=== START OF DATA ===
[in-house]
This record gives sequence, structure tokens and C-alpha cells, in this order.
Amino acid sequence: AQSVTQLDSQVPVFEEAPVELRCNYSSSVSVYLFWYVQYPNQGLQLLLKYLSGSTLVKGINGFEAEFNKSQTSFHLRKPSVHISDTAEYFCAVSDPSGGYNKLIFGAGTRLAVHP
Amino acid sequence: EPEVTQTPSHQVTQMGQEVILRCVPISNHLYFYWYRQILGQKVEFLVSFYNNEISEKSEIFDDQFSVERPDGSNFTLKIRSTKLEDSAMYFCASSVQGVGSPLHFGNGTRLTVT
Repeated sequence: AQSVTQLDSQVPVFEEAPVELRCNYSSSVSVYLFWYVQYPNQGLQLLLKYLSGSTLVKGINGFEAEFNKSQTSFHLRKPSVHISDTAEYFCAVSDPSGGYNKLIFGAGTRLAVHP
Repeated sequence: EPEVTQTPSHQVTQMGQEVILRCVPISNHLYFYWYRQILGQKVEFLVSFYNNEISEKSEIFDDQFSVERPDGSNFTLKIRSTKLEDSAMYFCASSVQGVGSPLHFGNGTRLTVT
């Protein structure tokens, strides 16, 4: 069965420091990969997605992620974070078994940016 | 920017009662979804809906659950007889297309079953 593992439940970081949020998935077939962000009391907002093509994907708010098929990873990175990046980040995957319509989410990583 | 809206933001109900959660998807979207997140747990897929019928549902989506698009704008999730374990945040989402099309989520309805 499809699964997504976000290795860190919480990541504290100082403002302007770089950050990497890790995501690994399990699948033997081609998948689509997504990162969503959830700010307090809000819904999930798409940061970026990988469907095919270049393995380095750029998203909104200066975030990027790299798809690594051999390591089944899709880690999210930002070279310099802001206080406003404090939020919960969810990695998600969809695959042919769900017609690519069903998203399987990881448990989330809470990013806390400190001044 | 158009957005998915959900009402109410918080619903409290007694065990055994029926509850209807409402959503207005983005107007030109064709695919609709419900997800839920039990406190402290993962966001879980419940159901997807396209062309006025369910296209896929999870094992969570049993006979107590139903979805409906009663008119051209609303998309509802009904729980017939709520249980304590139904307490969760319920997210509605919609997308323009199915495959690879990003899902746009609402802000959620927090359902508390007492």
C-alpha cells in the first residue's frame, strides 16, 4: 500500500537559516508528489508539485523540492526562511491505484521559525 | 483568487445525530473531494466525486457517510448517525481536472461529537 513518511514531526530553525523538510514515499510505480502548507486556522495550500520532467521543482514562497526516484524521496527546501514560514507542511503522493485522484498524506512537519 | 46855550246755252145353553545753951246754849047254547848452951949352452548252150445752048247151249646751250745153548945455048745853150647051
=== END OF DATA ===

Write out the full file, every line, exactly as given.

[in-house]
This record gives sequence, structure tokens and C-alpha cells, in this order.
Amino acid sequence: AQSVTQLDSQVPVFEEAPVELRCNYSSSVSVYLFWYVQYPNQGLQLLLKYLSGSTLVKGINGFEAEFNKSQTSFHLRKPSVHISDTAEYFCAVSDPSGGYNKLIFGAGTRLAVHP
Amino acid sequence: EPEVTQTPSHQVTQMGQEVILRCVPISNHLYFYWYRQILGQKVEFLVSFYNNEISEKSEIFDDQFSVERPDGSNFTLKIRSTKLEDSAMYFCASSVQGVGSPLHFGNGTRLTVT
Repeated sequence: AQSVTQLDSQVPVFEEAPVELRCNYSSSVSVYLFWYVQYPNQGLQLLLKYLSGSTLVKGINGFEAEFNKSQTSFHLRKPSVHISDTAEYFCAVSDPSGGYNKLIFGAGTRLAVHP
Repeated sequence: EPEVTQTPSHQVTQMGQEVILRCVPISNHLYFYWYRQILGQKVEFLVSFYNNEISEKSEIFDDQFSVERPDGSNFTLKIRSTKLEDSAMYFCASSVQGVGSPLHFGNGTRLTVT
């Protein structure tokens, strides 16, 4: 069965420091990969997605992620974070078994940016 | 920017009662979804809906659950007889297309079953 593992439940970081949020998935077939962000009391907002093509994907708010098929990873990175990046980040995957319509989410990583 | 809206933001109900959660998807979207997140747990897929019928549902989506698009704008999730374990945040989402099309989520309805 499809699964997504976000290795860190919480990541504290100082403002302007770089950050990497890790995501690994399990699948033997081609998948689509997504990162969503959830700010307090809000819904999930798409940061970026990988469907095919270049393995380095750029998203909104200066975030990027790299798809690594051999390591089944899709880690999210930002070279310099802001206080406003404090939020919960969810990695998600969809695959042919769900017609690519069903998203399987990881448990989330809470990013806390400190001044 | 158009957005998915959900009402109410918080619903409290007694065990055994029926509850209807409402959503207005983005107007030109064709695919609709419900997800839920039990406190402290993962966001879980419940159901997807396209062309006025369910296209896929999870094992969570049993006979107590139903979805409906009663008119051209609303998309509802009904729980017939709520249980304590139904307490969760319920997210509605919609997308323009199915495959690879990003899902746009609402802000959620927090359902508390007492």
C-alpha cells in the first residue's frame, strides 16, 4: 500500500537559516508528489508539485523540492526562511491505484521559525 | 483568487445525530473531494466525486457517510448517525481536472461529537 513518511514531526530553525523538510514515499510505480502548507486556522495550500520532467521543482514562497526516484524521496527546501514560514507542511503522493485522484498524506512537519 | 46855550246755252145353553545753951246754849047254547848452951949352452548252150445752048247151249646751250745153548945455048745853150647051